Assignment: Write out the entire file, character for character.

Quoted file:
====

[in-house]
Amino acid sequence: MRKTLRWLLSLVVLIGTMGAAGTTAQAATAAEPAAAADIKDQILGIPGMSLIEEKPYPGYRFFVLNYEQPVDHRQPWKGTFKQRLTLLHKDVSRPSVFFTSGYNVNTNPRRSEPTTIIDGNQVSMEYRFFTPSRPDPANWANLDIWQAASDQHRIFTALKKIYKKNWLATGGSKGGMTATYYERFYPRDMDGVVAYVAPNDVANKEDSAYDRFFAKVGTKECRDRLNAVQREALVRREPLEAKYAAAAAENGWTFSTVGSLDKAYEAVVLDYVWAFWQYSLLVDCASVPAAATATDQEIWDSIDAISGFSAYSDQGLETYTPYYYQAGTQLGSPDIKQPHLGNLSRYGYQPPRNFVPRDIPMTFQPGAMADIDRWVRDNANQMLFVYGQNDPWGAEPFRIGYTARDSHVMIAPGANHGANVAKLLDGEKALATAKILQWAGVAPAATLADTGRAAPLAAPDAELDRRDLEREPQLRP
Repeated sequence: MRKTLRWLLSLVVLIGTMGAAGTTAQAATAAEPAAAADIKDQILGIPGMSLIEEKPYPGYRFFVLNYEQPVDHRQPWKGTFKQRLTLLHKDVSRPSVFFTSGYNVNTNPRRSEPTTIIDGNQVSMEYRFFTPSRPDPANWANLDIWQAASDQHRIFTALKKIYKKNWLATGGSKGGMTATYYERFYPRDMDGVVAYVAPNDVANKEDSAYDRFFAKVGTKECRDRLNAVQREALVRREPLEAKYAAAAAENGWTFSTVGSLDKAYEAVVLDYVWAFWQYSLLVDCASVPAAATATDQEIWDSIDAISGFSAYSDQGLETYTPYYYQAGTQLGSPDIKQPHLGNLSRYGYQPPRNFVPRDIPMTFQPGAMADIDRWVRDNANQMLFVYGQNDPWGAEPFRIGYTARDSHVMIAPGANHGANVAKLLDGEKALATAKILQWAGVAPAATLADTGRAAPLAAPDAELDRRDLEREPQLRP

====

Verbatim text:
[in-house]
Amino acid sequence: MRKTLRWLLSLVVLIGTMGAAGTTAQAATAAEPAAAADIKDQILGIPGMSLIEEKPYPGYRFFVLNYEQPVDHRQPWKGTFKQRLTLLHKDVSRPSVFFTSGYNVNTNPRRSEPTTIIDGNQVSMEYRFFTPSRPDPANWANLDIWQAASDQHRIFTALKKIYKKNWLATGGSKGGMTATYYERFYPRDMDGVVAYVAPNDVANKEDSAYDRFFAKVGTKECRDRLNAVQREALVRREPLEAKYAAAAAENGWTFSTVGSLDKAYEAVVLDYVWAFWQYSLLVDCASVPAAATATDQEIWDSIDAISGFSAYSDQGLETYTPYYYQAGTQLGSPDIKQPHLGNLSRYGYQPPRNFVPRDIPMTFQPGAMADIDRWVRDNANQMLFVYGQNDPWGAEPFRIGYTARDSHVMIAPGANHGANVAKLLDGEKALATAKILQWAGVAPAATLADTGRAAPLAAPDAELDRRDLEREPQLRP
Repeated sequence: MRKTLRWLLSLVVLIGTMGAAGTTAQAATAAEPAAAADIKDQILGIPGMSLIEEKPYPGYRFFVLNYEQPVDHRQPWKGTFKQRLTLLHKDVSRPSVFFTSGYNVNTNPRRSEPTTIIDGNQVSMEYRFFTPSRPDPANWANLDIWQAASDQHRIFTALKKIYKKNWLATGGSKGGMTATYYERFYPRDMDGVVAYVAPNDVANKEDSAYDRFFAKVGTKECRDRLNAVQREALVRREPLEAKYAAAAAENGWTFSTVGSLDKAYEAVVLDYVWAFWQYSLLVDCASVPAAATATDQEIWDSIDAISGFSAYSDQGLETYTPYYYQAGTQLGSPDIKQPHLGNLSRYGYQPPRNFVPRDIPMTFQPGAMADIDRWVRDNANQMLFVYGQNDPWGAEPFRIGYTARDSHVMIAPGANHGANVAKLLDGEKALATAKILQWAGVAPAATLADTGRAAPLAAPDAELDRRDLEREPQLRP